#8 Who is a co-founder? — when looking at co-founders in a team, the top things I would primarily evaluate as an investor: 1) do they have complementary skill sets (engg+product+biz)? and 2) will this team look good enough on a deck, to be able to raise the next round?

Now with the perspective of a founder, I evaluate many other facets in founding teams: 1) does this person have the same level of passion, desire & commitment to building this company?, 2) when sh*t hits the fan, will this person be last-person-standing, 3) how much can this person sacrifice to see things through till the end?

#9 “Closing” with no logos behind you is damn hard — with IDG Ventures or Alibaba behind me, all doors were open. I could reach anyone, get quick responses, and easily attract people to my projects. Made it easy for me to say to founders: “let’s close this deal” or “let’s hire this person”.

As a founder, I have now felt how hard it truly is to hire, close deals or close any opportunity for that matter, when you are trying to build an unproven company, on a vision that’s new & hard to visualize, with a product that keeps frequently changing & has no scale yet.

#10 Guarding your mental state is everything — startups are a mental game. All the awesome founder qualities that people talk about — grit, perseverance, belief, conviction, are all internal. Perhaps the biggest miss I had as an investor is not observing the mental state of founders.

This becomes especially challenging as founders like to put up a brave face in front of their investors. I now strongly believe that it’s the job of investors to look past this veil of confidence and help unshackle their true mental state. I regret not doing this the most.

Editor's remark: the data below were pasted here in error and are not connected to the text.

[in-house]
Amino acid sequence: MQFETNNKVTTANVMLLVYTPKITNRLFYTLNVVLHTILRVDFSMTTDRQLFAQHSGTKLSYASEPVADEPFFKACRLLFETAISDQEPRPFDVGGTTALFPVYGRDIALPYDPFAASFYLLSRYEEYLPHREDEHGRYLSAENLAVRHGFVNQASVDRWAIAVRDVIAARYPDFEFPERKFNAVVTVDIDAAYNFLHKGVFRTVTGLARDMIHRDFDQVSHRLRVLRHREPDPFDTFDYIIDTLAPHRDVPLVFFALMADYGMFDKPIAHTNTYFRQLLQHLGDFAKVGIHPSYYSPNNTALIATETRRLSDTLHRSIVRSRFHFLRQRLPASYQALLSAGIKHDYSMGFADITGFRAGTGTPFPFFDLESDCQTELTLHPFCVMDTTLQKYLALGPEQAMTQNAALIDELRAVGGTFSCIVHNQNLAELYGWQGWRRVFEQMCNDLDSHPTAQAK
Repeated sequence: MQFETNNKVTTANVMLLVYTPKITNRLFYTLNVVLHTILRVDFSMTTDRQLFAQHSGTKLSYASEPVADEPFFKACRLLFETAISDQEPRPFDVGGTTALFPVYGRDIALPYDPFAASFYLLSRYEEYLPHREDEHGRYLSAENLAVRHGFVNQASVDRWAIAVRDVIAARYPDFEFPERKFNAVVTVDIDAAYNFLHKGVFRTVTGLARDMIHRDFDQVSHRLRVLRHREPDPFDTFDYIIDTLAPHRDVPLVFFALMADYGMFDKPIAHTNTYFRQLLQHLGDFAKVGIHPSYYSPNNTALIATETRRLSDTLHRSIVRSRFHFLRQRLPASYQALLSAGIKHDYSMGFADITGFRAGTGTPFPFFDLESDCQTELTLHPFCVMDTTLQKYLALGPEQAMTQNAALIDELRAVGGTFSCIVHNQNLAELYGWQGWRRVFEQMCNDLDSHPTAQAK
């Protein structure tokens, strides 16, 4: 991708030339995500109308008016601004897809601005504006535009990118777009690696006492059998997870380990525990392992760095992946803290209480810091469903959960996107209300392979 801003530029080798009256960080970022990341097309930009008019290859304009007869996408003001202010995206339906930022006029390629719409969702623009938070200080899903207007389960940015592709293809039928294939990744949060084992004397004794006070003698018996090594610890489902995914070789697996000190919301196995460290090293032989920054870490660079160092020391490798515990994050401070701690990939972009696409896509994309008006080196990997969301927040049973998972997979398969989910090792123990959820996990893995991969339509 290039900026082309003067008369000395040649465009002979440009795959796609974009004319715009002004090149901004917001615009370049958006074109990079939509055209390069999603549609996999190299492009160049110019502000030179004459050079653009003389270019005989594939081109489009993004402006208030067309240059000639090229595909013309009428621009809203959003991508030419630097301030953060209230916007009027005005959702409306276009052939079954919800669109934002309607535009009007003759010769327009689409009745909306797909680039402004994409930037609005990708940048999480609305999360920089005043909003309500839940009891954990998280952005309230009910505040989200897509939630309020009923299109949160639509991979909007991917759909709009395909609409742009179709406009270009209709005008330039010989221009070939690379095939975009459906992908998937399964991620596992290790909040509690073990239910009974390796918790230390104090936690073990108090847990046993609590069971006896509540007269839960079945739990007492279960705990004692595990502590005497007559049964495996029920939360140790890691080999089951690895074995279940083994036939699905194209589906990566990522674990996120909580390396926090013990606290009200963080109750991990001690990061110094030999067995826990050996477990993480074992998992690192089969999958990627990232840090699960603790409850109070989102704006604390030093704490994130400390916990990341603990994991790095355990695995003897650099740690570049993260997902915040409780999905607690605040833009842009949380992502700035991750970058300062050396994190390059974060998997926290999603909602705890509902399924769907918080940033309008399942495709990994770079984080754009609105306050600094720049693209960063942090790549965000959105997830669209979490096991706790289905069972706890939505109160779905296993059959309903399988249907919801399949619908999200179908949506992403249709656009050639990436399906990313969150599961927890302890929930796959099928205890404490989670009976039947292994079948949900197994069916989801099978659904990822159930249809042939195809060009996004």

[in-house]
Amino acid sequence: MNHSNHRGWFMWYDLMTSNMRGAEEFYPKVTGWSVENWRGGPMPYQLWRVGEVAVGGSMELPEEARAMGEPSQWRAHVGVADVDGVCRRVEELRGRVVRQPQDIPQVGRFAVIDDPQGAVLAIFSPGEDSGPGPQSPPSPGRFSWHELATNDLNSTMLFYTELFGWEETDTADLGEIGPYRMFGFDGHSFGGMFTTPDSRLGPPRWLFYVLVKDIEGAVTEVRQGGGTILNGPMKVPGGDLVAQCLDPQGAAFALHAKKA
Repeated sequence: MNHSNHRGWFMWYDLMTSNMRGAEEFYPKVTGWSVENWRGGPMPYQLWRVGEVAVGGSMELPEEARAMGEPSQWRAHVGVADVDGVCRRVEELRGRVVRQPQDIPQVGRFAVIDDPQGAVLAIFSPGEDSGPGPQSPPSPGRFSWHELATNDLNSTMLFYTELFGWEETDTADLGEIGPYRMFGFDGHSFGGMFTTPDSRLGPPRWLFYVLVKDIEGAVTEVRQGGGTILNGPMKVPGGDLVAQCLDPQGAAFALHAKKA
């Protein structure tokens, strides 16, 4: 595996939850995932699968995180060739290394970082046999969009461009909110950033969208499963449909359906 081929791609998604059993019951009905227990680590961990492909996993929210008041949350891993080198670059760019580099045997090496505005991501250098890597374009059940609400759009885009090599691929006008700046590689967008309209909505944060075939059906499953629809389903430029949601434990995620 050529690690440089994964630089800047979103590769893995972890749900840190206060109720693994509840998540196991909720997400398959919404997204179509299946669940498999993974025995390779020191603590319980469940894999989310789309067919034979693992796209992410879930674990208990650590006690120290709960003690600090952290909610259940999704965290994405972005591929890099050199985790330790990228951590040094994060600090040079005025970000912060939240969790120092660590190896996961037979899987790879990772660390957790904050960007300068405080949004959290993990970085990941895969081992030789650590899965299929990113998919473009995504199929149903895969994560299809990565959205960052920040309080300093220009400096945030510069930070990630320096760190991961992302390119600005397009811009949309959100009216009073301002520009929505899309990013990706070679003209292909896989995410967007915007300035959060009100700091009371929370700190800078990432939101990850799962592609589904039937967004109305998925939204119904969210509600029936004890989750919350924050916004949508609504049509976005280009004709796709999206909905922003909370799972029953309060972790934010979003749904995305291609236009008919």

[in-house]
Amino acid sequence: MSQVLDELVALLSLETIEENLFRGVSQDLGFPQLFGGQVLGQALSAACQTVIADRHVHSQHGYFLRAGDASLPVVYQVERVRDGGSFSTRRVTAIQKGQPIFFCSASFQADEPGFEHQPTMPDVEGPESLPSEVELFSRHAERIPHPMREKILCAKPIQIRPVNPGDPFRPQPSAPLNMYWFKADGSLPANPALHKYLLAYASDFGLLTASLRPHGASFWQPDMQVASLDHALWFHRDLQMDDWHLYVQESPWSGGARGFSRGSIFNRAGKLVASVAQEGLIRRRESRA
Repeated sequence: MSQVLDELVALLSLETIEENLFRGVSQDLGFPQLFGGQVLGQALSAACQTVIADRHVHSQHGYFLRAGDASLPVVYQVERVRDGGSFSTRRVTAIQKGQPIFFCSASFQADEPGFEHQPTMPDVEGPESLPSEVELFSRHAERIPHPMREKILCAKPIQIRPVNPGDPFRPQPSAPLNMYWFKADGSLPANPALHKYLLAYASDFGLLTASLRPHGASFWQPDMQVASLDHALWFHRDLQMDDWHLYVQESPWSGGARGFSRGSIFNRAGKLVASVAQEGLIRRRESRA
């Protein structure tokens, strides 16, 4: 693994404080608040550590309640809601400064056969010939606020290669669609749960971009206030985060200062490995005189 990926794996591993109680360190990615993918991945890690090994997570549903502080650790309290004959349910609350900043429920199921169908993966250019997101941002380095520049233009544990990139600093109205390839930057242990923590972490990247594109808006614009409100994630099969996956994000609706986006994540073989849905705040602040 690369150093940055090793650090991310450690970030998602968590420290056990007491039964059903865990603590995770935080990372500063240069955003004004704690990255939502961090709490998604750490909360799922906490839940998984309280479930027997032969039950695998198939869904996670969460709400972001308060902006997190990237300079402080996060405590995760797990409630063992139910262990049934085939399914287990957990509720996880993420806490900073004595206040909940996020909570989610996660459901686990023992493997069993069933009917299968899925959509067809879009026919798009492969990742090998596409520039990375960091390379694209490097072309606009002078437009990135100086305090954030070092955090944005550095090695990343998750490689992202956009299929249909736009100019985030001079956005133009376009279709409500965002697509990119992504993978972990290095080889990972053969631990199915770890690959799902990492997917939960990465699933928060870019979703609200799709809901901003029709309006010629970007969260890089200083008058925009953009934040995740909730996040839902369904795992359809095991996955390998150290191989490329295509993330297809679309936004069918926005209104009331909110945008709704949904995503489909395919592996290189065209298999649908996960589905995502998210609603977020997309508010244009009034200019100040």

Ultimately, investors become successful when they back the best founders, who then get lucky :). Similarly, founders improve their odds by having the best investors in their corner. Personally, it has been incredible to experience both worlds & realize how different they are.

PS: if you are curious about what I am building, Workomo is a Chrome extension that shows you everything important about people, just before you meet, right inside the browser. We are already in private beta — do check us out and sign-up to request access. #peopleinsights

Note: this article first appeared on the Workomo blog.

--

--

--

Building Workomo & Investing at Operators Studio, ex-VC, US-India-China Tripod

Love podcasts or audiobooks? Learn on the go with our new app.

Recommended from Medium

What I’ve learned angel investing, and what I’ll be betting on next

My story

Composable NFT projects are on the rise and may be the next wave of innovation.

Startup, Founder Super Power — IGNORANCE

Why Did this Founder Quit His $28 Billion Company to Open an Ice Cream Parlor?

Book Review — REWORK

The Guide to Corporate and Commercial Law for Startups (Part 2)

IdeaMensch Interview: Michael Crow

Get the Medium app

A button that says 'Download on the App Store', and if clicked it will lead you to the iOS App store
A button that says 'Get it on, Google Play', and if clicked it will lead you to the Google Play store
Soumitra Sharma

Soumitra Sharma

Building Workomo & Investing at Operators Studio, ex-VC, US-India-China Tripod

More from Medium

Board Meeting “Surgical Theater”

How do valuations in start-ups and new-age companies work?

Fundraising. (this is going to be a long one)

How to Prepare a Winning Pitch Deck